Pete's Walks - West Wycombe, Fingest, Moor Common (page 1 of 4)

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If you are considering walking this route yourself, please see my disclaimer. You may also like to see these notes about the maps.

Google map of the walk

I did this 13 mile circular walk on Saturday, 22nd January 2011. Regular visitors to this site (both of them!) will no doubt be pleased to hear that much of this walk covered ground not previously recorded here before. Although only a couple of miles or so were new to me, much of the route was based on a walk I did a few years ago when I was exploring possibilities for my Chiltern Chain Walk. The walk did not get included in the final route of the Chiltern Chain Walk, not because it wasn't good but simply because it involved a very dangerous short stretch of road walking, and so I had not done it since. I recently saw in the 'Chiltern News', the magazine of the Chiltern Society that a new permissive path had eliminated the need for this road walk, so I decided to give it another go.

I started walking from the car park at West Wycombe (grid reference SU 826947) about 9.50am. I headed westwards along the A40 out of the village, but soon turned left into Toweridge Lane. As I puffed my way up this rather steep start to the walk, there were several Red Kites and at least a couple of Buzzards overhead. The conditions at this point were very grey and misty (it had been quite foggy as I'd driven over Bison Hill in Whipsnade). At the top of the hill I went right, following a track past Towerage Farm (rather curiously the names of the farm and the hamlet here are spelled Towerage, whereas the lane is spelled Toweridge) and on to Great Wood.

Toweridge Lane

 

Misty view from near Towerage Farm - the small lump lost in the mist is Slough Hill near Saunderton

 

The path from Towerage to Great Wood

 

The track continued through Great Wood. Near the bottom of a small valley I reached a path crossroads where I turned right. I continued on for some distance through the wood, passing a group of five lady walkers with two black dogs. At one point there was a field or paddock nearby on the left, which rather concerned me as it was not shown on the map. At the end of the wood I came to a slightly complicated junction where I continued more or less straight on (I'd been heading roughly southwest since Towerage), on a tree-lined bridleway. I soon reached Denham Wood, where I forked right - almost immediately I met a lady who told me she was out re-painting the white arrows on trees that mark the paths. Beyond this much smaller wood, the path continued through a large pasture to reach the village or hamlet of Wheeler End.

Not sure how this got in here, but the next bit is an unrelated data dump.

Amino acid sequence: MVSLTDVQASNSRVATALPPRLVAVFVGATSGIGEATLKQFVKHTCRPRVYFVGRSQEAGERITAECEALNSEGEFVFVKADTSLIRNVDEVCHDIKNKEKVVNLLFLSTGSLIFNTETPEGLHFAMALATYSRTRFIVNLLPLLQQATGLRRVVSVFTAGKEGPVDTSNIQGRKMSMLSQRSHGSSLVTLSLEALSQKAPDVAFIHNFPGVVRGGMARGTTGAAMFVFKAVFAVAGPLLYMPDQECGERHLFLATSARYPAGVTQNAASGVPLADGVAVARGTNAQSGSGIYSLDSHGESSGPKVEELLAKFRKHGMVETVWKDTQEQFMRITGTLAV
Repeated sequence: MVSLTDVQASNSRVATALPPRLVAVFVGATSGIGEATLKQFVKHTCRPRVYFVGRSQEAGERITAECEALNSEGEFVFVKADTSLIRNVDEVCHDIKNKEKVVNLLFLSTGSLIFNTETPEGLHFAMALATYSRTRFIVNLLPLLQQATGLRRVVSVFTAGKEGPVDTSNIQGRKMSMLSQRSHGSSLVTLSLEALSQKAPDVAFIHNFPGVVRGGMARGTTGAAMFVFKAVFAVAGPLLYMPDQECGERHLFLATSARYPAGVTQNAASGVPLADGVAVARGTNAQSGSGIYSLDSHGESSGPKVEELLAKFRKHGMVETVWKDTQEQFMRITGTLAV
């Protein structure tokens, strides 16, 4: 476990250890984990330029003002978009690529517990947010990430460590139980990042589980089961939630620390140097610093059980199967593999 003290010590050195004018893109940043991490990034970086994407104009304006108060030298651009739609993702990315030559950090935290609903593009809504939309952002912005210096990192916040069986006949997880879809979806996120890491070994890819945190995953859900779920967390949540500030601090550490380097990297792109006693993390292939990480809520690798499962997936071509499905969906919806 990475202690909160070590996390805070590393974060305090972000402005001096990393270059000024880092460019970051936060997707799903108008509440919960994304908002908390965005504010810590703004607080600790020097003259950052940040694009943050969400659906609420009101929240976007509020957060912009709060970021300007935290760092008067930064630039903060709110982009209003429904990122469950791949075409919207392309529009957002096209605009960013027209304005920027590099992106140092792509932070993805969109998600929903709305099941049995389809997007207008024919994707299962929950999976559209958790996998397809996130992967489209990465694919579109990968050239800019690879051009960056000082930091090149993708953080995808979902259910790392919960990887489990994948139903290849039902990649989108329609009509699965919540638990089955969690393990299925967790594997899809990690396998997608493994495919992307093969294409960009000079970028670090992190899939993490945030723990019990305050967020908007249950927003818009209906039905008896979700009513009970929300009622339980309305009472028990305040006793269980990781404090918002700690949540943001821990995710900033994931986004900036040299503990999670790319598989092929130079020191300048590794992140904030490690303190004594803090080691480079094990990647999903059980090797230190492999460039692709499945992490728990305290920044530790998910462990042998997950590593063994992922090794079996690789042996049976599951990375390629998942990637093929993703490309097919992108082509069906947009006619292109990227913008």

The path in Great Wood

 

The path in Great Wood

 

Between Great Wood and Denham Wood

 

 

Denham Wood

 

Approaching Wheeler End

 

The map seemed to show that the path goes straight on after crossing the lane here, but I had to walk a short distance to my left to find it. It crossed Wheeler End Common, a pleasant area of grass and bracken that made a change from the usual fields and woods. The footpath soon followed a line of bushes on my right, although a nicer looking grass path meandered a few yards to the left. The footpath then joined a drive for a few yards, before crossing a minor road. This area was now more wooded and there were several unmarked forks in the path - I just kept left and this seemed to work out well.

 

Wheeler End Common

 

The footpath on Wheeler End Common

 

Between Wheeler End Common and Cadmore End Common

 

I passed an open grassy area and crossed a drive. I was now in Cadmore End Common, and was soon back in woodland again. I passed  a large and partly frozen pond on my right, and a little further on I saw a Goldcrest in a Holly bush. At some point here a Muntjac sprang across the path a few yards ahead of me. The M40 was only a hundred yards or so to my left here - I would hear the traffic noise throughout much of this walk, but it was never uncomfortably loud nor intrusive. Eventually the path emerged from the trees onto a track, where I turned left, soon turning left again as I met a farm drive. This crossed the motorway to reach the road through Cadmore End.

 

Cadmore End Common

 

Part-frozen pond on Cadmore End Common

 

Across the road a footpath started off along the drive to Rackley's Farm, but after a few yards went half-right across a grassy area with two small ponds. The path continued between a fence and a hedge, before briefly entering a huge pasture sloping downhill. After a few further yards the path went over a stile on the right to continue downhill through a section of a small wood. It then entered the same huge pasture again, crossing a small corner of it close to the bottom of the slope, with a good view ahead along a valley towards Fingest and the Hambleden Valley.

 

looking back, from Rackley's Farm

 

The path from Rackley's Farm, just before entering the wood

 

The path continuing downhill through the wood

 

The path continuing towards Fingest  -  you can see where I would soon be walking alongside Fingest Wood, rising from the centre to the left of the photo

 

Part 2 of this walk

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